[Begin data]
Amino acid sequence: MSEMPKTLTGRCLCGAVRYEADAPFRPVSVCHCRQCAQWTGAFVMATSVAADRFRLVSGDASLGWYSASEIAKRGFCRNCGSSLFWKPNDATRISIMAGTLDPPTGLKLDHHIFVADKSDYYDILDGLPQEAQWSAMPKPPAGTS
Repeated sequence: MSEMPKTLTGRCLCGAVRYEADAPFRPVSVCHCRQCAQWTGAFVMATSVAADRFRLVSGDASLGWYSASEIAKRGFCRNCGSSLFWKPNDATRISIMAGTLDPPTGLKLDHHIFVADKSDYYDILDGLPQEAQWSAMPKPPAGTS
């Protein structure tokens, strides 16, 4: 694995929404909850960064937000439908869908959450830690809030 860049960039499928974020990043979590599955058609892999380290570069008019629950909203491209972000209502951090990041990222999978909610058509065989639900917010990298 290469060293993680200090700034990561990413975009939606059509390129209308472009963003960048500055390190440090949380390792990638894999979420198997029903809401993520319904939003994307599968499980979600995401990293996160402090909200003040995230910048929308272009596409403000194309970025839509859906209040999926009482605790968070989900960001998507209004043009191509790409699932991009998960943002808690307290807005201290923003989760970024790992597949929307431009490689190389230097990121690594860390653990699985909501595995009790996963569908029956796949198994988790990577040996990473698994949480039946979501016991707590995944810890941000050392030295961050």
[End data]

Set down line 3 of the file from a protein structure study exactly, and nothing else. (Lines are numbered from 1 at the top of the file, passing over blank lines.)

């Protein structure tokens, strides 16, 4: 694995929404909850960064937000439908869908959450830690809030 860049960039499928974020990043979590599955058609892999380290570069008019629950909203491209972000209502951090990041990222999978909610058509065989639900917010990298 290469060293993680200090700034990561990413975009939606059509390129209308472009963003960048500055390190440090949380390792990638894999979420198997029903809401993520319904939003994307599968499980979600995401990293996160402090909200003040995230910048929308272009596409403000194309970025839509859906209040999926009482605790968070989900960001998507209004043009191509790409699932991009998960943002808690307290807005201290923003989760970024790992597949929307431009490689190389230097990121690594860390653990699985909501595995009790996963569908029956796949198994988790990577040996990473698994949480039946979501016991707590995944810890941000050392030295961050």